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Thursday, May 28, 2015

1Q15 Worldwide Video Infrastructure Markets at Crossroads: Where to Invest

Video impact on both fixed and wireless networks key driver for new deployments

The Worldwide Video Infrastructure markets decreased revenue in Q1 and year over year because of a general slowdown in service providers’ capital expenses, uncertainty with mega-mergers and accelerated competition. The Q1 Total Worldwide Video Infrastructure market posted revenue of $3 billion. Set-Top Box Worldwide Market Shares, which includes IPTV STBs, Cable STBs, and DTAs, increased 3.3% quarter over quarter but decreased 12.0% year over year. Cable Set-Top Box Worldwide Market Shares, which includes SD, SD+DVR, HD, HD+DVR, and Hybrid STBs, increased 8.6% Q-Q but decreased 15.5% Y-Y.

U.S. capex was down 14 percent in 1Q and is projected to be down 10 percent in 2Q. The second half of 2015 is expected to be positive, with capex ranging from 2 to 6 percent, but overall for 2015, U.S. capex is projected to decline 4 percent. Europe is projected to increase approximately 5.8 percent, APAC will be up 6 percent and CALA, which was down 4 percent last year, will grow 2.2 percent.

Service providers are at inflection point as to what to do and where to invest and are debating about staying with current infrastructure solutions, adding incremental features and capacity to current installed base. “The realization that video is just packets, albeit a lot of packets, is impacting video specific investments,” states Greg Whelan, video analyst, ACG. “Service providers are driven by content acquisition as OTT momentum continues and access network upgrades to address real and imagined gigabit competition.”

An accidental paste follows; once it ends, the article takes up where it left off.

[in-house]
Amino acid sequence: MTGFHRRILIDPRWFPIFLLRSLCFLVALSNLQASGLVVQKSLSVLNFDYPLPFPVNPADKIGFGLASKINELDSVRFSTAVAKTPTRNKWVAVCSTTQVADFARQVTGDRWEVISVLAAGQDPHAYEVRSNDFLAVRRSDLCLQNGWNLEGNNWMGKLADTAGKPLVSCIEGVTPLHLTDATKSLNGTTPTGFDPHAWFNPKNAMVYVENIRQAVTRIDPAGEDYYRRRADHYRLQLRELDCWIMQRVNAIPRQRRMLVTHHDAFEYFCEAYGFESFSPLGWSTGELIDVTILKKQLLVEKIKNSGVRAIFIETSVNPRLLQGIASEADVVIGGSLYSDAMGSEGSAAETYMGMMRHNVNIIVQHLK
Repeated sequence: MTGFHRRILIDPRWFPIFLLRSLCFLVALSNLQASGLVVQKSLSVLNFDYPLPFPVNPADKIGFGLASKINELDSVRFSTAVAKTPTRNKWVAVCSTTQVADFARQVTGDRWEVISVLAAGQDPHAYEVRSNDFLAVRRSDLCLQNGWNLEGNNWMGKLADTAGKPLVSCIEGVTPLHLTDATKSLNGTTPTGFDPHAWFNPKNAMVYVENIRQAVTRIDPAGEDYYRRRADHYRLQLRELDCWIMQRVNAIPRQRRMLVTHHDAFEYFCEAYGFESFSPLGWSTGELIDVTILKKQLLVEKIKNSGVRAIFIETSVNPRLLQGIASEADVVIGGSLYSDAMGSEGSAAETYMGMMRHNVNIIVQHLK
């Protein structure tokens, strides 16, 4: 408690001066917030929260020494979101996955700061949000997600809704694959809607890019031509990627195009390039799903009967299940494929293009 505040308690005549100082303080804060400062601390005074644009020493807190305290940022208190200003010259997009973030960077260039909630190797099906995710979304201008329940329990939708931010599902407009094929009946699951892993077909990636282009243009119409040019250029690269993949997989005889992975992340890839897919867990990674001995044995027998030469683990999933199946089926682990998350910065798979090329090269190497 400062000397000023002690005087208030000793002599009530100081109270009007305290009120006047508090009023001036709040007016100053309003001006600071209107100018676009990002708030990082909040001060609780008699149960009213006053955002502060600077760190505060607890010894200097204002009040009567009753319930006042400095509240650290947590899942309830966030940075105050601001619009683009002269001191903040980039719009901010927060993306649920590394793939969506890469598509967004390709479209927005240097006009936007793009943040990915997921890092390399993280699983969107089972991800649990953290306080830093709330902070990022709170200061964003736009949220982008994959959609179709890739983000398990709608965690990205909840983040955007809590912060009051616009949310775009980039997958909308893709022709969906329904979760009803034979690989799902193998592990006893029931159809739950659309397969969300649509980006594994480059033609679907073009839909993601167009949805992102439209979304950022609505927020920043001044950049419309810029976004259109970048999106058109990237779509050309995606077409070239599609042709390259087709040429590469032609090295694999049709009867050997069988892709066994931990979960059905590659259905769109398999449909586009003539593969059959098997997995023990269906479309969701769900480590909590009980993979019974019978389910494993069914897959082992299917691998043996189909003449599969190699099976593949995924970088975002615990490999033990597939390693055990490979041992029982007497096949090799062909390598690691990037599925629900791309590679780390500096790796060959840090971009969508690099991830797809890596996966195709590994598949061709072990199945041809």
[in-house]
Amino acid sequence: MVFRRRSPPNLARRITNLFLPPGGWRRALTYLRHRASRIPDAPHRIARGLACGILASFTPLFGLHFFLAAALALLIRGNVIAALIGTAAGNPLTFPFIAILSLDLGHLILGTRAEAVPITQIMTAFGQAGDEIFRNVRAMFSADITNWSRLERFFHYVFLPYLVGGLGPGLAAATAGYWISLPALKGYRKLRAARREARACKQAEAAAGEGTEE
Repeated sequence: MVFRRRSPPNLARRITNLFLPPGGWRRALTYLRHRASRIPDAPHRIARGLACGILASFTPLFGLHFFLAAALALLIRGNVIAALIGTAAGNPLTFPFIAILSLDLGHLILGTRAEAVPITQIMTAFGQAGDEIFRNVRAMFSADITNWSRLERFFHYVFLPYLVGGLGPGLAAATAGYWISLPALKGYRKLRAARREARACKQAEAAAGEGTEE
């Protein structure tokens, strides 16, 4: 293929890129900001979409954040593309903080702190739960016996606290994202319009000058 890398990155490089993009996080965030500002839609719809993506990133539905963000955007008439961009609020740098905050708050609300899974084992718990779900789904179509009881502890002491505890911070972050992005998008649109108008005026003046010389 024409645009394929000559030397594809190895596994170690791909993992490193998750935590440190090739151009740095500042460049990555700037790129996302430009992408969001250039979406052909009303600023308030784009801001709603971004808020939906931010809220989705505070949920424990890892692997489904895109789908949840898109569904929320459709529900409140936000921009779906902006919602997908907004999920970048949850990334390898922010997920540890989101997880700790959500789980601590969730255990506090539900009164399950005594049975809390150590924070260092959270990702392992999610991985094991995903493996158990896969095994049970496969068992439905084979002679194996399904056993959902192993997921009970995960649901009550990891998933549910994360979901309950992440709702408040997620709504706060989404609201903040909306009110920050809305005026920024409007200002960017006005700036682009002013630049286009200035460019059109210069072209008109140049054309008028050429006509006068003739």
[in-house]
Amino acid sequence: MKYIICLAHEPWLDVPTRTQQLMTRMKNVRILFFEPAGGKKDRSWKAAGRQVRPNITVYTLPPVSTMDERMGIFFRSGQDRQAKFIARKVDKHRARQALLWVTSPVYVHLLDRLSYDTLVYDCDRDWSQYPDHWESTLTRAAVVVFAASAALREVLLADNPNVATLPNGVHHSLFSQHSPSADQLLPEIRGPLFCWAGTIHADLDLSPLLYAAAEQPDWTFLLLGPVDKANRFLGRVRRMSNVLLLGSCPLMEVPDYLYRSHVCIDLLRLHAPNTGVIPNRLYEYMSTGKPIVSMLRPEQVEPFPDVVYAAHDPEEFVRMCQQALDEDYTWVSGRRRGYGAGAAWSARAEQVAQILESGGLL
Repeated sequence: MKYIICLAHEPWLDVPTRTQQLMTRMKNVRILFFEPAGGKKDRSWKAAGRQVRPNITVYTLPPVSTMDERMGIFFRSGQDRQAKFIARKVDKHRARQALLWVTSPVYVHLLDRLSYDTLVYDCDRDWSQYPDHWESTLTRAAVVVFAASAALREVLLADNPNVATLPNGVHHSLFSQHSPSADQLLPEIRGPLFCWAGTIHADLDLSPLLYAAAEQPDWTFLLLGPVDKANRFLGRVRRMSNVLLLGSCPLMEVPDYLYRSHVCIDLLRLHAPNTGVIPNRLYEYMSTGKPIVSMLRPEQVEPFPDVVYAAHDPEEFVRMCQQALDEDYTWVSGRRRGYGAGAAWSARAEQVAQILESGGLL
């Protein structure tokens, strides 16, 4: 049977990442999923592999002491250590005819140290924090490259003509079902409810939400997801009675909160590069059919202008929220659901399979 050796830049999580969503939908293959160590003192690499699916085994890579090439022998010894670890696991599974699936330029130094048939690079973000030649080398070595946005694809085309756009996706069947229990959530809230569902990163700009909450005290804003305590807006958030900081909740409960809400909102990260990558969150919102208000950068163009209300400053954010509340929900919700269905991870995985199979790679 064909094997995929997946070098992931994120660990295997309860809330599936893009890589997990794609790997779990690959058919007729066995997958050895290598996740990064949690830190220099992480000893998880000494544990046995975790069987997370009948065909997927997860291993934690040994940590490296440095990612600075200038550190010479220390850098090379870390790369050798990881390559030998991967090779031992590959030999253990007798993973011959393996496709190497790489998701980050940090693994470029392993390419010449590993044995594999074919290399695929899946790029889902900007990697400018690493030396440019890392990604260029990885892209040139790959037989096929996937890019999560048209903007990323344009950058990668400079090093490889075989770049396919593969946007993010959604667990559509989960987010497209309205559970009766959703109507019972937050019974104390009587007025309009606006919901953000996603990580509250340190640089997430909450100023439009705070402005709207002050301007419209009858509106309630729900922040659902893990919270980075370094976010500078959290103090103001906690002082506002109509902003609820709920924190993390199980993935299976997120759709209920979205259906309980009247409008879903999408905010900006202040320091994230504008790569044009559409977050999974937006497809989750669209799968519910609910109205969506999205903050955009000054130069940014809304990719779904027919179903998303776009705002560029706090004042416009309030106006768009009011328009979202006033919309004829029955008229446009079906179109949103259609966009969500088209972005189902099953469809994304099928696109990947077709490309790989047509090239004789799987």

• Service providers are reluctant to make major investments in current technologies as market uncertainties weigh heavily; this is illustrated in the CMTS market, down 15% q-q and y-y. New deployments are minimal with most being upgrades and additions. New architectures such as CCAP, DOCSIS 3.1 and Remote PHY are very appealing, causing MSOs to be hesitant to commit CAPEX to existing technologies.
  • The industry is doing itself a major disservice by selling on bit rate and not the value and experience of the services they provide; it is akin to digital camera megapixels. More the better? Consumers do not understand that beyond 6 Meg it really does not matter for 99 percent of the use cases; the huge file size of 10+ megabit images is less desirable and arguably useless to consumer. Same is true with gigabit.
  • Content acquisition is top video priority: Big issues are all about providing compelling content and “skinny bundles” emerging as key force in industry.
Click for more information about Greg Whelan.

Contact for more information about ACG’s video services.

Two Major Vendors Shift Risk Categories: 1Q 2015 Vendor Financial Index Results

Ericsson Jumps into the Med-Risk Category and ALU Moves from Medium Risk to High Risk

ACG Research has released its 1Q 2015 Vendor Financial Index report, which delivers independent information about the sustainability of a vendor or company to help providers assess the risk of selecting the right vendor to meet their business requirements and to ascertain a risk level on the stability of the vendor regardless of technology innovations.

Low-risk vendors for the quarter are Adtran, Brocade, Cisco, and Juniper. Characteristics of low-risk vendors include strong revenue outlook, high operating margins because of sales, solid gross margin and expense discipline, low debt dependency, and high receivable efficiency ratio.